Description. Carapace (Fig. 1A) weakly convex, distinctly wider than long, dorsal regions well defined by shallow grooves, raised surfaces granulate, granules dense and largest in hepatic region and anterior of frontal region, forming weakly defined rows; frontal margin bilobed, lined by dense row of granules, median fissure distinctly V-shaped, lobes subtruncate to very broadly convex, lateral tooth subangular to lobiform, terminated laterally in deep antennal sinus offset ventrally from supraorbital margin; supraorbital margin granulate, forming distinct tooth mesially above antennal sinus, median and lateral fissures shallow, obscure, marked by distinct breaks in marginal granulation. Anterolateral teeth well developed, first (outer orbital) acutely angular, separated by shallow sinus from lobiform second; third and fourth broadly triangular, some granules of margins often enlarged to form small ancillary teeth, tips corneous, tip of slightly larger third curved to direct anteriorly, tip of fourth less curved, directed anterolaterally; fifth tooth distinct, much smaller than preceding, variably developed, acute to subacute. Pterygostomial and subhepatic regions (Fig. 1B, C) coarsely granulate, distinct but variable subhepatic tubercle evident as raised area below margin, usually surmounted or formed by one or more enlarged subacute to spiniform granules; pterygostomial ridge slightly raised, granulate. Branchiostegite ventrolateral margin, below anterolateral teeth, weakly concave above coxa of each ambulatory leg.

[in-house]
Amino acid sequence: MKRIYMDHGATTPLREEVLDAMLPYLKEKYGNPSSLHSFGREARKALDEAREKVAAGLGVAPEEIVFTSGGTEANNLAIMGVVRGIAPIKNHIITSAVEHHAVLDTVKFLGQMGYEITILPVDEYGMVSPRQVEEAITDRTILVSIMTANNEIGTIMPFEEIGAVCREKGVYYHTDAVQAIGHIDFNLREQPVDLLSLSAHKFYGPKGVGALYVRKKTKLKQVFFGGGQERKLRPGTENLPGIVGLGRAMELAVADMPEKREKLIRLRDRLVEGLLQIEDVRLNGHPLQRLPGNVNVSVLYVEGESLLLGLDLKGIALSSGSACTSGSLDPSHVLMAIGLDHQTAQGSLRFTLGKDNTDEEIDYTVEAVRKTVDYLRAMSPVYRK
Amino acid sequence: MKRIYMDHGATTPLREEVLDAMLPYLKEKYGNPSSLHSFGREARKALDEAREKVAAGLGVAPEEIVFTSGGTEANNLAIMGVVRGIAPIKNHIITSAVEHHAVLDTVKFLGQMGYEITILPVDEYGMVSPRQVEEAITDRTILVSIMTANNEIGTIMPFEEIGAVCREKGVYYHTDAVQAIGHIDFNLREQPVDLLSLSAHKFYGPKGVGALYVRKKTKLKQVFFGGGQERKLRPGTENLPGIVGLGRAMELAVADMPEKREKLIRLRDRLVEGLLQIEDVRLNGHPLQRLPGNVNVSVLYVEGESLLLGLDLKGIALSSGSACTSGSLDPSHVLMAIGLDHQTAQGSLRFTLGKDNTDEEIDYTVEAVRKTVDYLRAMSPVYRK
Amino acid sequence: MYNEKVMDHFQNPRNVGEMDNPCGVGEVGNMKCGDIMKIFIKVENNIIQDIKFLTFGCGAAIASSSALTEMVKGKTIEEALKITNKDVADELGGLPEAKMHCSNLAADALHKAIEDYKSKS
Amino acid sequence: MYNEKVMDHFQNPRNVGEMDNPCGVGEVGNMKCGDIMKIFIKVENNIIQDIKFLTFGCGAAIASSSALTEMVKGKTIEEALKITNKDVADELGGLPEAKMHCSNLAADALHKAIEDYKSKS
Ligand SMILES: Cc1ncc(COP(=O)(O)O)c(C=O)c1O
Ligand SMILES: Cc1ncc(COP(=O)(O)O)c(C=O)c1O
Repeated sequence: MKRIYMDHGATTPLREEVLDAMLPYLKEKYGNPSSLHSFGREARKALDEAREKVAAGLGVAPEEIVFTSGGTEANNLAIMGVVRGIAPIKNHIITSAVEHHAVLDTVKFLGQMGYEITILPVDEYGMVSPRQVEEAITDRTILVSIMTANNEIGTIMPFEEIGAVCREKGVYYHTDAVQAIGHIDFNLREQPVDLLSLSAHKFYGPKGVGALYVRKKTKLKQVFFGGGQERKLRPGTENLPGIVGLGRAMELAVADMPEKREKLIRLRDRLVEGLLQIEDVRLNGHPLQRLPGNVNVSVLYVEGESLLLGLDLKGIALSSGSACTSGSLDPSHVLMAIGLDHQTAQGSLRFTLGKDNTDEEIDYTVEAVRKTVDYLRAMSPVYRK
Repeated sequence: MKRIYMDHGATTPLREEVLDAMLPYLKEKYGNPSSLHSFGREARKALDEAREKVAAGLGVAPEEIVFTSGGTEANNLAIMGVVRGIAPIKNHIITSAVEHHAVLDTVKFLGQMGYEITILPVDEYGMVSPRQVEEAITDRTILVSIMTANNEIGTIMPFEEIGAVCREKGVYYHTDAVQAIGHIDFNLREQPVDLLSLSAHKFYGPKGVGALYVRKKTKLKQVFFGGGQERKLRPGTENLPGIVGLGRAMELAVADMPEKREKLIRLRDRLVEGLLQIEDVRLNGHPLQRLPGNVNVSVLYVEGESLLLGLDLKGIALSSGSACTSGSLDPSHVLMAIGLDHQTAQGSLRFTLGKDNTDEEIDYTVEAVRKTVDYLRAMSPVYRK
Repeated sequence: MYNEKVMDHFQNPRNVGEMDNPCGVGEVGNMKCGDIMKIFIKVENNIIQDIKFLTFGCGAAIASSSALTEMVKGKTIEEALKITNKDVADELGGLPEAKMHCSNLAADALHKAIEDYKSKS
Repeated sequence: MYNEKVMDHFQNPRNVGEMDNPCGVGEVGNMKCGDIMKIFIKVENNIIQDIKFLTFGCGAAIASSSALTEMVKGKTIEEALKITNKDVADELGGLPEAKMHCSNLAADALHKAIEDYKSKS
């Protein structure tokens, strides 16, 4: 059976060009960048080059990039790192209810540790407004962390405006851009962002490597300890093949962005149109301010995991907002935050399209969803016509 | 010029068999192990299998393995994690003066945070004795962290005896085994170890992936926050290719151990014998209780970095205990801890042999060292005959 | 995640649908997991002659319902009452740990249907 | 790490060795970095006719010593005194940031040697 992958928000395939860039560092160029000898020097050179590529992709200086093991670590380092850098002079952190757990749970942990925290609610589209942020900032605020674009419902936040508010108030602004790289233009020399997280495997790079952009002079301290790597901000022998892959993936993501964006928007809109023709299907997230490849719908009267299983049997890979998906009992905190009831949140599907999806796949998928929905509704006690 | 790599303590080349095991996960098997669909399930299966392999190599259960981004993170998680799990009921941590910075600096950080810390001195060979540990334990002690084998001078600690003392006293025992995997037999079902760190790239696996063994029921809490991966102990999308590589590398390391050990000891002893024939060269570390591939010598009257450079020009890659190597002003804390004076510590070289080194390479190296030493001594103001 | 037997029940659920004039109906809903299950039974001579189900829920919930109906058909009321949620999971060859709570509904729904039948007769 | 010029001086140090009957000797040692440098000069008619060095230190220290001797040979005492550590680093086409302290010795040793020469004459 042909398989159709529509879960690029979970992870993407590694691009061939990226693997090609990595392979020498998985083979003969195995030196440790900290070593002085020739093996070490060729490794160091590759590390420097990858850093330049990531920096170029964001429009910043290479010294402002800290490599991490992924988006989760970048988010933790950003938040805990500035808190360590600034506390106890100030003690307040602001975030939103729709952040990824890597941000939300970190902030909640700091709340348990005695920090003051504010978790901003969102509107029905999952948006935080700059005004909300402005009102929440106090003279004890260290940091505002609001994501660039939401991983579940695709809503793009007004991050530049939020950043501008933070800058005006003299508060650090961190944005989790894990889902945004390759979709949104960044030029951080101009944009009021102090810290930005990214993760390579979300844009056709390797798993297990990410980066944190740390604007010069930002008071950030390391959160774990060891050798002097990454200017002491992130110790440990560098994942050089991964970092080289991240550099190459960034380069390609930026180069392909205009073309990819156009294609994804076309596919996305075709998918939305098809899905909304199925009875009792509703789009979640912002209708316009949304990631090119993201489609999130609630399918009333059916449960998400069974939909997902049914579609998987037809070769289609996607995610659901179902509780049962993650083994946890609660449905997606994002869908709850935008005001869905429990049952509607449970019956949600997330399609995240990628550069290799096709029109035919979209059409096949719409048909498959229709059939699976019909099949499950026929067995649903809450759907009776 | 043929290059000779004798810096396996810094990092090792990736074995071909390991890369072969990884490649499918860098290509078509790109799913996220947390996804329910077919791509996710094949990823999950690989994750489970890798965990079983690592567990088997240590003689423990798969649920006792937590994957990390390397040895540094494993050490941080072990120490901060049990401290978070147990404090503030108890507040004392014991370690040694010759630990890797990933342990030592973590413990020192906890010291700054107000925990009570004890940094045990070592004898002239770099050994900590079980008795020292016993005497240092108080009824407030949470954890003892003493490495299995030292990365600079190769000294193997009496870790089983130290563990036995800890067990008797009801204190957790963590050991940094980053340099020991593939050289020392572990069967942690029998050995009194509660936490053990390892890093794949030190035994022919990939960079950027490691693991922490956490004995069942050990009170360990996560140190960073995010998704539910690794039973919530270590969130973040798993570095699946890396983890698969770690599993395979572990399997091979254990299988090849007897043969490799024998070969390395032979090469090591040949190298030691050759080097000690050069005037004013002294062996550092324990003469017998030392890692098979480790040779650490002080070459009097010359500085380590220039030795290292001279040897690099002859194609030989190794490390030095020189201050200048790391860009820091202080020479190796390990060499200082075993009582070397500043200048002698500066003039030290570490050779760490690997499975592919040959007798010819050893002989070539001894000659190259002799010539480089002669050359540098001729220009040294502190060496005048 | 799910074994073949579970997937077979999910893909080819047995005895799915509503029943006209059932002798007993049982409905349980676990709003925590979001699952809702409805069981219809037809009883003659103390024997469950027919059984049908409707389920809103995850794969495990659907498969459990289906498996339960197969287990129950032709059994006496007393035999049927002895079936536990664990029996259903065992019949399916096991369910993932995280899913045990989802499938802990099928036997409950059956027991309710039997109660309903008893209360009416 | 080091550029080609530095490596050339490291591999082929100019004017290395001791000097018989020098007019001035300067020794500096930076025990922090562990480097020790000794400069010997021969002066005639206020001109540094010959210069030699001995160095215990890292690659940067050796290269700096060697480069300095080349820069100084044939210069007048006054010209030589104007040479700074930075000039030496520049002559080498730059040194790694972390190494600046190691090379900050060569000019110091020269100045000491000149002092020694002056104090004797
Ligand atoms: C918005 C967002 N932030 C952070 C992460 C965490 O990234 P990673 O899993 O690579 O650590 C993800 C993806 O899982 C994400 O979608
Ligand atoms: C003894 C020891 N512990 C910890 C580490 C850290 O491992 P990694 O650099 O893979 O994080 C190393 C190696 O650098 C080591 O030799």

Eyestalk slightly elongate, anterior crest coarsely granulate, raised to form granulate tubercle distally. Antenna with long flagellum, distalmost fused basal article distally produced to form granulate prominence, first article of base separated from anterior edge of pterygostomium by exposed narrow plate (Fig. 1C).